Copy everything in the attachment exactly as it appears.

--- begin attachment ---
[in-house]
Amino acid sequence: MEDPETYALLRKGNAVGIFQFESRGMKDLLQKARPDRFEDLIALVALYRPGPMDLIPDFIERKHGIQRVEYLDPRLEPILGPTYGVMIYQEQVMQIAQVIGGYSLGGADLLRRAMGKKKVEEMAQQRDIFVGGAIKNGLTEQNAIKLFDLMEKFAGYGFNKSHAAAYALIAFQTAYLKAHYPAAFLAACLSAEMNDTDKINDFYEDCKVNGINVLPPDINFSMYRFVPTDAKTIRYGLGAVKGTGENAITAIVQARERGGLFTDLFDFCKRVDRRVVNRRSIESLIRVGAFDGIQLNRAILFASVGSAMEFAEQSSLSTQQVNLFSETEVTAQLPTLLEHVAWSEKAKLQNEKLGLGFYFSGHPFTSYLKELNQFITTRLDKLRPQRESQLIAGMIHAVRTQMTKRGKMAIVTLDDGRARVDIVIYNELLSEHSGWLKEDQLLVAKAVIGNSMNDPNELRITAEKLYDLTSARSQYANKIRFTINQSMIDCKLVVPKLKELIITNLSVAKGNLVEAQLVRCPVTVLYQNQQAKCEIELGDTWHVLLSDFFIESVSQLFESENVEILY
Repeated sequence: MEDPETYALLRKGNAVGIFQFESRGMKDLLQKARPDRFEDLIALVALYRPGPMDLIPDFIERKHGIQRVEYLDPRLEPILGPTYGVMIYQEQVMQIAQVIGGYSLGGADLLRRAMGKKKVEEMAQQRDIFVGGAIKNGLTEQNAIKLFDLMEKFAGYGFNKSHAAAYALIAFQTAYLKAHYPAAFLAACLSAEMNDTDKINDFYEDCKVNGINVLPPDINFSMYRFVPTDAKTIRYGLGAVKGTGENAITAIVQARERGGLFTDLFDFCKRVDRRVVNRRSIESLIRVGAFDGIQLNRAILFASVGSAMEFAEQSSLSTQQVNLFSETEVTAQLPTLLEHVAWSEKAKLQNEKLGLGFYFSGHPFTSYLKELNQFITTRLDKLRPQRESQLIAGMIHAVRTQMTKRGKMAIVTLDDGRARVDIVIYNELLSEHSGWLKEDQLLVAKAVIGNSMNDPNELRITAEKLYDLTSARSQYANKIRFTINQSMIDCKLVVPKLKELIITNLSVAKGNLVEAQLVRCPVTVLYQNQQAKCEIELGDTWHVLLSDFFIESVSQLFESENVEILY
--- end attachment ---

[in-house]
Amino acid sequence: MEDPETYALLRKGNAVGIFQFESRGMKDLLQKARPDRFEDLIALVALYRPGPMDLIPDFIERKHGIQRVEYLDPRLEPILGPTYGVMIYQEQVMQIAQVIGGYSLGGADLLRRAMGKKKVEEMAQQRDIFVGGAIKNGLTEQNAIKLFDLMEKFAGYGFNKSHAAAYALIAFQTAYLKAHYPAAFLAACLSAEMNDTDKINDFYEDCKVNGINVLPPDINFSMYRFVPTDAKTIRYGLGAVKGTGENAITAIVQARERGGLFTDLFDFCKRVDRRVVNRRSIESLIRVGAFDGIQLNRAILFASVGSAMEFAEQSSLSTQQVNLFSETEVTAQLPTLLEHVAWSEKAKLQNEKLGLGFYFSGHPFTSYLKELNQFITTRLDKLRPQRESQLIAGMIHAVRTQMTKRGKMAIVTLDDGRARVDIVIYNELLSEHSGWLKEDQLLVAKAVIGNSMNDPNELRITAEKLYDLTSARSQYANKIRFTINQSMIDCKLVVPKLKELIITNLSVAKGNLVEAQLVRCPVTVLYQNQQAKCEIELGDTWHVLLSDFFIESVSQLFESENVEILY
Repeated sequence: MEDPETYALLRKGNAVGIFQFESRGMKDLLQKARPDRFEDLIALVALYRPGPMDLIPDFIERKHGIQRVEYLDPRLEPILGPTYGVMIYQEQVMQIAQVIGGYSLGGADLLRRAMGKKKVEEMAQQRDIFVGGAIKNGLTEQNAIKLFDLMEKFAGYGFNKSHAAAYALIAFQTAYLKAHYPAAFLAACLSAEMNDTDKINDFYEDCKVNGINVLPPDINFSMYRFVPTDAKTIRYGLGAVKGTGENAITAIVQARERGGLFTDLFDFCKRVDRRVVNRRSIESLIRVGAFDGIQLNRAILFASVGSAMEFAEQSSLSTQQVNLFSETEVTAQLPTLLEHVAWSEKAKLQNEKLGLGFYFSGHPFTSYLKELNQFITTRLDKLRPQRESQLIAGMIHAVRTQMTKRGKMAIVTLDDGRARVDIVIYNELLSEHSGWLKEDQLLVAKAVIGNSMNDPNELRITAEKLYDLTSARSQYANKIRFTINQSMIDCKLVVPKLKELIITNLSVAKGNLVEAQLVRCPVTVLYQNQQAKCEIELGDTWHVLLSDFFIESVSQLFESENVEILY